Our country was founded as a Federalist system, in which the states maintained their sovereignty, and the domestic concerns of our citizenry were addressed within our respective states. In our Federal Constitution, the framers gave The United States Congress specific and defined, Enumerated Powers, to which they could legislate. These Enumerated Powers were, and should be, the only areas to which there is a so-called national cost, and to which the tax-payers of all 50 states should be contributing to. Anything outside of those Enumerated Powers is unconstitutional, and outside of the limited scope of The Federal Government that was established by our Founders; and the contract upon which the sovereign states, ratified, contingent to forming this Federal union.

We once had a vibrant free-market in this country, which created an unprecedented amount of wealth, and prosperity. This blessing also enabled Americans to be extremely charitable to their fellow citizens, who were the most in need. Then, came The New Deal policies of The FDR Administration, plus the so-called Great Society policies of The LBJ Administration, which greatly changed this dynamic, as our Federal Government created huge Federal programs, and began an unprecedented amount of intervention into our private economy. And, even if we were to put aside the constitutional argument, and give these programs the benefit of the doubt, by saying that they were purely benevolent, and well-intended, the hard reality is that, Social Security, and Medicare, along with a plethora of other Government programs, have well-exceeded their original projections, and are pushing our Government, and country, right over a fiscal cliff!

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What Is Our Fair Share?

Posted May 25th, 2012

Over the last three years, we have heard some people in our country talk incessantly about wealthy people needing to pay their (so-called) fair share. But, what really is our Fair Share?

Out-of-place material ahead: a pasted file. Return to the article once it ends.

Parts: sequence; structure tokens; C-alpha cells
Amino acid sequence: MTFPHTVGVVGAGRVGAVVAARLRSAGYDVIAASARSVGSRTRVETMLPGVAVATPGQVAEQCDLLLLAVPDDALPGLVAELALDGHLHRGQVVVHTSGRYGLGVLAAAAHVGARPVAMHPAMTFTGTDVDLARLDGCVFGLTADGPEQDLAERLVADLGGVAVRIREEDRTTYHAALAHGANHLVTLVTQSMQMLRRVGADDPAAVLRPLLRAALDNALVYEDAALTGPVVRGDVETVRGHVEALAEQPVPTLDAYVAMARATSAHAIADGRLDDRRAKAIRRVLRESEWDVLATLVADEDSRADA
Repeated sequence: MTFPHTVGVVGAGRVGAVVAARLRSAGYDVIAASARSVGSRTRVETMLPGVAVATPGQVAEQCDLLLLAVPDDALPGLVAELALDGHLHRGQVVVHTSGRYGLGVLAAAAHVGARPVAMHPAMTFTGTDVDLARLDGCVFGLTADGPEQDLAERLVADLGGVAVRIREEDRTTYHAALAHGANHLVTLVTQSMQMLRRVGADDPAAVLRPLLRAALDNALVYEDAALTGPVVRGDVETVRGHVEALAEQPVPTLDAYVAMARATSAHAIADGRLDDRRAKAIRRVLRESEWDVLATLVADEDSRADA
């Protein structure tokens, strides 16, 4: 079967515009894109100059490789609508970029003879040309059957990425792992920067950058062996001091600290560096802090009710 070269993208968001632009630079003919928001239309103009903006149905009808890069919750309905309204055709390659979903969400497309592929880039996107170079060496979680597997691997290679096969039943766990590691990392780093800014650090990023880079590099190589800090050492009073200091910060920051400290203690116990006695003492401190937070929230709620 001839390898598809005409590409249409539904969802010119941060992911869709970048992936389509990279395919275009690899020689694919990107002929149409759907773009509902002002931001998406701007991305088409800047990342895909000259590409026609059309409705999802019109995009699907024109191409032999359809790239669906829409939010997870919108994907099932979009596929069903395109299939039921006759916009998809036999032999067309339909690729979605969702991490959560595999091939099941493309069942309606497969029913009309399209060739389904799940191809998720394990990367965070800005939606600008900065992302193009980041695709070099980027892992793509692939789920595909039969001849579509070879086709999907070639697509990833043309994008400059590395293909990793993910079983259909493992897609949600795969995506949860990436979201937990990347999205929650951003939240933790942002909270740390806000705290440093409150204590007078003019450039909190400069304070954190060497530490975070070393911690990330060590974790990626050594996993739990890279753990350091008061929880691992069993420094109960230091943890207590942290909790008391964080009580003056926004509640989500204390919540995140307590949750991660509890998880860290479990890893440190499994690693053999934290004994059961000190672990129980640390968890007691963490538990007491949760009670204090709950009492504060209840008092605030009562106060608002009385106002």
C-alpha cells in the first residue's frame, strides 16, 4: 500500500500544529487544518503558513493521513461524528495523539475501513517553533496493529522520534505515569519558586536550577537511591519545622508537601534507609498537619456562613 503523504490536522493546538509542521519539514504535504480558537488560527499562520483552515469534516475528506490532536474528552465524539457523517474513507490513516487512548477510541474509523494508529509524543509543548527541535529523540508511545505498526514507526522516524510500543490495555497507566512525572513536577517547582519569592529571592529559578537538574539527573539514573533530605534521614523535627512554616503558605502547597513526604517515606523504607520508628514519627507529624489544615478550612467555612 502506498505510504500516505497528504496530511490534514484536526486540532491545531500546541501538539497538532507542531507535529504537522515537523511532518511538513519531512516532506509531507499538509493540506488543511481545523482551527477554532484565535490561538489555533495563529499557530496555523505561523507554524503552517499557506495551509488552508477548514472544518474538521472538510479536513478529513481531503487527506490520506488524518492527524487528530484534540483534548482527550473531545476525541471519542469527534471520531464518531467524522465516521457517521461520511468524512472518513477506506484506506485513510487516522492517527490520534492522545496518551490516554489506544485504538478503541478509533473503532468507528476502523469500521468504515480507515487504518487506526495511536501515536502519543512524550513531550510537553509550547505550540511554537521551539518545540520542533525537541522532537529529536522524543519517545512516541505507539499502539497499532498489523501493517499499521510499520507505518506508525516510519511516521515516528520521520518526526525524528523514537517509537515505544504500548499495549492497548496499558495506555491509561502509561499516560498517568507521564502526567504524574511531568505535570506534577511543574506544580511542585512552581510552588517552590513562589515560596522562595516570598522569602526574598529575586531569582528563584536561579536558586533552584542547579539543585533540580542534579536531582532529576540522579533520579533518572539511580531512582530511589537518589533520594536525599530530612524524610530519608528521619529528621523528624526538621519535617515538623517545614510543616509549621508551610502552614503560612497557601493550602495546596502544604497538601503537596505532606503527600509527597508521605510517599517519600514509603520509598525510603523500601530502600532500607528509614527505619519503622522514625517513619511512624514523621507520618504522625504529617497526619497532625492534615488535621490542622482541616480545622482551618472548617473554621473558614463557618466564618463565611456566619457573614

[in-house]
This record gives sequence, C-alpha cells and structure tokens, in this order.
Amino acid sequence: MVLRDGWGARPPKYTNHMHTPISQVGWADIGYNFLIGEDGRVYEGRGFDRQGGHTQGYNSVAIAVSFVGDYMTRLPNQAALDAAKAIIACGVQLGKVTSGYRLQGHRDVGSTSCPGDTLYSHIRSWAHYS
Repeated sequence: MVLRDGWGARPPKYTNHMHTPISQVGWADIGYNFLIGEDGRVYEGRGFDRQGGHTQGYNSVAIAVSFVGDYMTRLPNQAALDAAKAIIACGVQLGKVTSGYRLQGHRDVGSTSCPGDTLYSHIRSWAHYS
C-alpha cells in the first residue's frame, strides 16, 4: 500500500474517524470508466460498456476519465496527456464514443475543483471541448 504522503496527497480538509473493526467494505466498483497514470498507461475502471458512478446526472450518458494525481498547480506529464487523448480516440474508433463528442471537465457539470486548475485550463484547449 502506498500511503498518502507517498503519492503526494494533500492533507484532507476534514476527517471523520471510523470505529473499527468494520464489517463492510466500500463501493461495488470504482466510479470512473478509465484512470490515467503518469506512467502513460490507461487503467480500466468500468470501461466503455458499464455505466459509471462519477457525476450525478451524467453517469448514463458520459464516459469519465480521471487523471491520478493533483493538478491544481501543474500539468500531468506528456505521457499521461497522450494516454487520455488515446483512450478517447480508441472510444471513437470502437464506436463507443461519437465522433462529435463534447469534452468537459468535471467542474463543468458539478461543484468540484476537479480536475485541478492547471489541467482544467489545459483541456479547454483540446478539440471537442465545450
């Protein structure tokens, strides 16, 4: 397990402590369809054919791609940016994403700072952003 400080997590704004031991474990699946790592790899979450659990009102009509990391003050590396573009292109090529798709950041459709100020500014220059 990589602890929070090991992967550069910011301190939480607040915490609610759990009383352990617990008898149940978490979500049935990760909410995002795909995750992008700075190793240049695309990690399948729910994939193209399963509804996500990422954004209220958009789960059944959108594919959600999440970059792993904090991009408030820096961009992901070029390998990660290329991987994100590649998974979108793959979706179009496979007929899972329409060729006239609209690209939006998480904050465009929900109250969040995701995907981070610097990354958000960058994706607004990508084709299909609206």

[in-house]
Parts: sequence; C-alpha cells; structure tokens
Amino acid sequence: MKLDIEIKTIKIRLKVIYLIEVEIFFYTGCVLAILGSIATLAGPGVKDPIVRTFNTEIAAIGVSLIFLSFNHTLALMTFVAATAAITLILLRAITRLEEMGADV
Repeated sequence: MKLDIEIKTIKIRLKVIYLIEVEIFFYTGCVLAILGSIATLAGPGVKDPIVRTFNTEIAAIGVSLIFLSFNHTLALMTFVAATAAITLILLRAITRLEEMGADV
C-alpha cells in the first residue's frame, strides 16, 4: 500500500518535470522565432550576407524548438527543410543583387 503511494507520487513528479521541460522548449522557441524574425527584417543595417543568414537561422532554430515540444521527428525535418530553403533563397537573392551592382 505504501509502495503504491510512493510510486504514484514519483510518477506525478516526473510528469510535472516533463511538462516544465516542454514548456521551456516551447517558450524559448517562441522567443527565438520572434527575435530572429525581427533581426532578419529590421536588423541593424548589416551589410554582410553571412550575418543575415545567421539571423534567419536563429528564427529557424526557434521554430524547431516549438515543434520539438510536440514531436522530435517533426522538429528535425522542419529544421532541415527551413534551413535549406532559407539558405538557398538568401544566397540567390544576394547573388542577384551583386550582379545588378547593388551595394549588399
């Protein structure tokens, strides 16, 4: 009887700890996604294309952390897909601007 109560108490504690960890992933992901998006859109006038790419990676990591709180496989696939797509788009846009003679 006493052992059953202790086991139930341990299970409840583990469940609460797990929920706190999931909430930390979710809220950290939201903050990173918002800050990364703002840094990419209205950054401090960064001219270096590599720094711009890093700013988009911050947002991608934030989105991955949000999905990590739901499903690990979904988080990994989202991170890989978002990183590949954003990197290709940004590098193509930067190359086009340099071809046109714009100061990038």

In The United States Constitution, our Founders wrote these words:

Article 1, Section 2, Clause 3:
“Representatives and direct Taxes shall be apportioned among the several States which may be included within this Union, according to their respective Numbers…”

Article 1, Section 9, Clause 4:
“No Capitation, or other direct, Tax shall be laid, unless in Proportion to the Census…”

Our Founders, when creating The U.S. Constitution, in Philadelphia, in 1787, largely agreed that, all direct taxation should be in direct proportion to our Representation, in The House of Representatives, in Congress; as it only stood to reason that, no one should be taxed without having proper Representation; neither should they have considerable  Representation, if their requisite, or proportional, amount of taxes were not paid to The Federal Government.

Below, are some words, by two men, who actually participated in those debates:

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It’s Not About Their Vision Or Values

Posted January 22nd, 2012

Every two years, when there are national elections in The United States, inevitably, we hear pundits ask these types of questions: What vision do they have for our country? What direction do they want to lead our country? What values do they hold?

While such things may appeal to the sensibilities of voters, and are a clever way for politicians to win our votes, I often take exception to these sorts of questions:

In our Federal Constitution, The framers gave The United States Congress 16 explicit, and Enumerated Powers, to which they could legislate. And, since then, there has been 27 subsequent Amendments. Nowhere in our Constitution is it written that anyone in our Federal Government shall have the power to legislate the values or morals of each “individual” in this union of “sovereign states.”